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Shinobi No Mono 3: Resurrection
Shinobi No Mono 3 Resurrection
Actors: Raizo Ichikawa, Masao Mishima, Eijir˘ T˘no, Ayako Wakao, Junichiro Narita
Director: Kazuo Mori
Genres: Indie & Art House, Animation
UR     2009     1hr 26min

When last we saw the intrepid ninja Ishikawa Goemon (Raizo Ichikawa), he was about to be boiled alive. But a good ninja is both hard to find, and even harder to kill, and with the help of the enigmatic Hattori Hanzo, Goemo...  more »


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Movie Details

Actors: Raizo Ichikawa, Masao Mishima, Eijir˘ T˘no, Ayako Wakao, Junichiro Narita
Director: Kazuo Mori
Genres: Indie & Art House, Animation
Sub-Genres: Indie & Art House, Animation
Format: DVD - Color,Widescreen - Subtitled
DVD Release Date: 03/10/2009
Original Release Date: 01/01/1963
Theatrical Release Date: 01/01/1963
Release Year: 2009
Run Time: 1hr 26min
Screens: Color,Widescreen
Number of Discs: 1
SwapaDVD Credits: 1
Total Copies: 0
Members Wishing: 2
MPAA Rating: Unrated
Languages: Japanese
Subtitles: English

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Movie Reviews

Brilliant Shinobi saga!
Albert Bridwell | USA | 09/20/2009
(5 out of 5 stars)

"Well All I can say, that this is some of the best Shinobi/ Ninja films to ever exist, brillliant on all levels and has some historical character to it as well.

Raizo Ichikawa is amongst Japan's best actors and he shines very bright throughout this series, especially while playing "Goemon" the Iga Ninja for the first 3 films in the series! If you love old genuine Japanese cinema you will love these.

Here is a brief rundown of the series on a whole! {Introduction: Chiba2000 and Takeda Toshiro / 2002}

Shinobi No Mono, the name that brought fear to their enemies. There have only been a few projects that accurately depicted these skilled warriors. The Shinobi No Mono series is one of the best! Hollywood tried to glamorize the lifestyles of these simple but skilled men and women. Ninjutsu as a martial arts is a culmi-nation of many practical disciplines. These nimble ninja wore masks to protect their identity and wore clothing that fit in with their environ-ment just as the military wear fatigues. This is about their story.

This section is dedicated to the Shinobi No Mono series starring the legendary Raizo Ichikawa. The movie series consists of eight awesome movies. Which later was spun-off into a TV-series in 1964-1965. Then in 1970 a stand-alone movie called "Mission: Iron Castle" (Shin Shinobi no shu) was released, starring Hiroki Matsukata. This series was filmed in black & white, and are considered by many as THE most realistic and historical correct ninja series ever made."
Hideyoshi vs Tokugawa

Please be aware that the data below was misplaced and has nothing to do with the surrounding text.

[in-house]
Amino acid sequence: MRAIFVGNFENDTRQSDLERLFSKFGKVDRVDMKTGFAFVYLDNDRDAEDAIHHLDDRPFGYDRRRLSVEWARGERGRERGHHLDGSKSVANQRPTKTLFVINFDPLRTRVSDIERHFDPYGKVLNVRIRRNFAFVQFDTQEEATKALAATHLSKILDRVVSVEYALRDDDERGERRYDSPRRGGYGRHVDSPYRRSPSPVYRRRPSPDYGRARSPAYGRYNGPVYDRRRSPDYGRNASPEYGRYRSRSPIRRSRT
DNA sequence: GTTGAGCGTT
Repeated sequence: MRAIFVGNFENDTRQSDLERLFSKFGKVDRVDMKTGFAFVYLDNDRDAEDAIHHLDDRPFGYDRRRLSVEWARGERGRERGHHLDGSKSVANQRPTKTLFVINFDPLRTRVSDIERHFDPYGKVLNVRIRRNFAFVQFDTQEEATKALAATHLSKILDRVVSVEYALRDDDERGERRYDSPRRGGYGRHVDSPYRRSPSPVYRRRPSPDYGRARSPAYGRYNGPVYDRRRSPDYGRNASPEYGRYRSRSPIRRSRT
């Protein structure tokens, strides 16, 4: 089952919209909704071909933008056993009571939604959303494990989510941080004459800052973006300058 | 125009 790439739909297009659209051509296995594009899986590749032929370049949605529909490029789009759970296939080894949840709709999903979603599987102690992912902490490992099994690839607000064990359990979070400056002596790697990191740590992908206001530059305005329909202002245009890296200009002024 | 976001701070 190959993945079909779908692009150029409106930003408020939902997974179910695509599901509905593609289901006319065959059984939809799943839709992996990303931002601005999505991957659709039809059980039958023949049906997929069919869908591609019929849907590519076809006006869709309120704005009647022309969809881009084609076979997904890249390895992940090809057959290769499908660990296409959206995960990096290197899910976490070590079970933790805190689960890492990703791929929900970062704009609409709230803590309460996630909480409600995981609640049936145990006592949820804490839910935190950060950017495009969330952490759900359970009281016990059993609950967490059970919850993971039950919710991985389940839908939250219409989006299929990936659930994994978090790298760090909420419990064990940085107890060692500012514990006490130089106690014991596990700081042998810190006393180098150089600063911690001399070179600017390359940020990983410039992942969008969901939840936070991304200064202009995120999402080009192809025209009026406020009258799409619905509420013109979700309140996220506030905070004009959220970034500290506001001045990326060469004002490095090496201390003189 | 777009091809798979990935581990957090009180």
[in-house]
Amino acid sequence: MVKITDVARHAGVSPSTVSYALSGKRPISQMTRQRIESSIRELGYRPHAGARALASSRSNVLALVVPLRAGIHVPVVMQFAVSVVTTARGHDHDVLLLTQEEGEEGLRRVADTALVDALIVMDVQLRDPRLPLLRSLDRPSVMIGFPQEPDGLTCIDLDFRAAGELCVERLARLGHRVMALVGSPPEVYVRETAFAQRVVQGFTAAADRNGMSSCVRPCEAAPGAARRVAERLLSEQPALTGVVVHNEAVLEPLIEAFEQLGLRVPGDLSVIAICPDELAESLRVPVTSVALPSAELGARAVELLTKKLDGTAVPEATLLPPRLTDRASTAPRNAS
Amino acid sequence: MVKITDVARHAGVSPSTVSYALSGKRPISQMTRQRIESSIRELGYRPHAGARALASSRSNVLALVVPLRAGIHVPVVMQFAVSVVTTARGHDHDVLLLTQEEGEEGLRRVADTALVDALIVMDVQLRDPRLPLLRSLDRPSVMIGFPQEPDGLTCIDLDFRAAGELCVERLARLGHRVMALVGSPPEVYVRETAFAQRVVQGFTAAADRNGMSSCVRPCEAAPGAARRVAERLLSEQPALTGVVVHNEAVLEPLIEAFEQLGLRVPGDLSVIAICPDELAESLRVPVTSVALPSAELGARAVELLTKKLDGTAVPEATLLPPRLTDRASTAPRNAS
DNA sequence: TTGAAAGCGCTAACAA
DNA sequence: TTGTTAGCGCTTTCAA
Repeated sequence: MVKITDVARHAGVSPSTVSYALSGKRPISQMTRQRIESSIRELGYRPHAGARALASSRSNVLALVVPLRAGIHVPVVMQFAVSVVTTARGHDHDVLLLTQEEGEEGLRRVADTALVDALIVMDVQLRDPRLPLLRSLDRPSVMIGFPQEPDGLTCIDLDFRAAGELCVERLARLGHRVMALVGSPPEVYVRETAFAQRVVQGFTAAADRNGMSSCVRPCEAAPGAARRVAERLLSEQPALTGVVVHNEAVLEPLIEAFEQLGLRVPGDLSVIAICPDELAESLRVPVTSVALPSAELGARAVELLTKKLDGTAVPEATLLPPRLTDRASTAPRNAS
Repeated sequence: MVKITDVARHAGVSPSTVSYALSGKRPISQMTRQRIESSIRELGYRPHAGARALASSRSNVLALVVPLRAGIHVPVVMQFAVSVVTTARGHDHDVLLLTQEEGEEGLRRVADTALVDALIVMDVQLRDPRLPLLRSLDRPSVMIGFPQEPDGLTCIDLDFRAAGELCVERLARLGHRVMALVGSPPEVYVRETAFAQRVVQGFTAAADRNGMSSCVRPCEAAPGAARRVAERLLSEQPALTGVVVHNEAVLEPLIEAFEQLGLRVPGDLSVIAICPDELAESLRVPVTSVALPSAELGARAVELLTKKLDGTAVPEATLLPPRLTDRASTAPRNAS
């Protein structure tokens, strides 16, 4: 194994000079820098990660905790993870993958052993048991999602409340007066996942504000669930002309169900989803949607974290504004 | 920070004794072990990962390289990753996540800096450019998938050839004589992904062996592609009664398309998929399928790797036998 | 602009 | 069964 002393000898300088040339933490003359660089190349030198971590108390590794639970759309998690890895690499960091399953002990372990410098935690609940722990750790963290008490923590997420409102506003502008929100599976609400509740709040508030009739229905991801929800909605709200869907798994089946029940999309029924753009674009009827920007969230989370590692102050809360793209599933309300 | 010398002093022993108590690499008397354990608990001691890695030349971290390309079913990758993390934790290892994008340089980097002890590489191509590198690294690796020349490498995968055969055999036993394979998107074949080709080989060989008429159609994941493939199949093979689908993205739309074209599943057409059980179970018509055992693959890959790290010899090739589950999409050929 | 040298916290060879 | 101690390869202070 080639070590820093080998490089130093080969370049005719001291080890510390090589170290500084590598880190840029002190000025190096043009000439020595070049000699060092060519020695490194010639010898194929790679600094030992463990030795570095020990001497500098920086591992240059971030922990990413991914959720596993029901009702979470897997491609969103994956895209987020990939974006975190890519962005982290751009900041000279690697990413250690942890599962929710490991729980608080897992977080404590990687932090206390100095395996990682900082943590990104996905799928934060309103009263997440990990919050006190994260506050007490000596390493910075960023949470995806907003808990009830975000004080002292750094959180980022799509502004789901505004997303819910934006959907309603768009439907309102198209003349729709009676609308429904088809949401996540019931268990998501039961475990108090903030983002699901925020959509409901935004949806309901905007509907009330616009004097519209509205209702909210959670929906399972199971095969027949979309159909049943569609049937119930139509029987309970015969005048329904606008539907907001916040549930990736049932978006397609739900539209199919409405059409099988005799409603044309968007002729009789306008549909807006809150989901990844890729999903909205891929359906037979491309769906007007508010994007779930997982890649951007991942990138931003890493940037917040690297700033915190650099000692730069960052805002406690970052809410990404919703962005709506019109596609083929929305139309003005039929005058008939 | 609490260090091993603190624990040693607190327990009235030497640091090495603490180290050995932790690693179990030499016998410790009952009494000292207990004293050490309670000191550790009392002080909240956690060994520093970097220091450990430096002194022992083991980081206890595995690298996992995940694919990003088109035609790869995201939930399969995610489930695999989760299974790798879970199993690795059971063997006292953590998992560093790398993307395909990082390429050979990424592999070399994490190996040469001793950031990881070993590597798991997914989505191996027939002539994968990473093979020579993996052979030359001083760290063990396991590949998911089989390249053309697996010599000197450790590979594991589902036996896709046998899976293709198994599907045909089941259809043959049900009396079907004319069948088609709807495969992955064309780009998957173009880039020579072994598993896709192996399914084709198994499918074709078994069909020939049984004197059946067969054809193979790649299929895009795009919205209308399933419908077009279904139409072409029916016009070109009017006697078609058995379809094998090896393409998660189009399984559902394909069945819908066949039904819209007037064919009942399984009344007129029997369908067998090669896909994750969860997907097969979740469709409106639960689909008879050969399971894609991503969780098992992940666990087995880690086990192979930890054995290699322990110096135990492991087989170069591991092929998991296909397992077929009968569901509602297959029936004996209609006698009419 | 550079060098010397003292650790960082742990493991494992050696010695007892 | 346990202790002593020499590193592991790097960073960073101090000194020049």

Zack Davisson | Seattle, WA, USA | 06/11/2009
(5 out of 5 stars)

"When we last left our hero, Ishikawa Goemon, was in some pretty hot water. His wife and child cruelly murdered, he revenged himself on Nobunaga Oda, but was betrayed by the nightingale floors in Hideyoshi's castle and was captured and sentenced to execution. Things were not looking good.

"Shinobi no Mono 3: Resurrection" ("Shin Shinobi no Mono") picks up right on Shinobi No Mono 2's cliffhanger ending. Of course, Ishikawa survives his execution (otherwise he couldn't complete the remaining films in the eight-film series!) and does so in a ninja-spectacular style. Now in hiding, he resumes his course of vengeance against Hideyoshi Toyotomi. As partner's, Goemon recruits his old allies Hattori Hanzo and Nobori no Inuhachi.

Meanwhile Hideyoshi, secure in his position as Taiko and essentially ruling Japan, takes a little too much delight in the birth of his first natural son, Hideyori. Although he had promised succession to his adopted son, Hidetsugu, Hideyori's birth to a concubine changes everything. Seeing a chance for true vengeance, Goemon plots to teach Hideyoshi what it feels like to loose an innocent wife and child that one loves in the same way that his own wife and son were taken from him.

So far, "Shinobi no Mono 3" has been my favorite in the series. There is less ninja skills at work here, and more political intrigue, but the political maneuvering between Hideyoshi, Tokugawa Ieyasu, Hidetsugu and Goemon more than makes up for the lack of action. Tono Eijiro (Battle of Okinawa) is particularly effective as Hideyoshi, the low born and ugly thug who fights to a position of power but still worries about his inferiority next to the noble born and handsome Tokugawa Ieyasu (Mishima Masao from "Zatoichi 14: Zatoichi's Pilgramage").

Not to say that there are not some spectacular scenes. One in particular has Goemon and Inuhachi using the tatami-mat flooring to defend themselves from a rifle barrage that was very cool. Ichikawa Raizo (Sleepy Eyes of Death) is the cool hard-man of Japanese film, and even though he doesn't get so much screen time in "Shinobi no Mono 3" he fills up every inch of it with dynamite."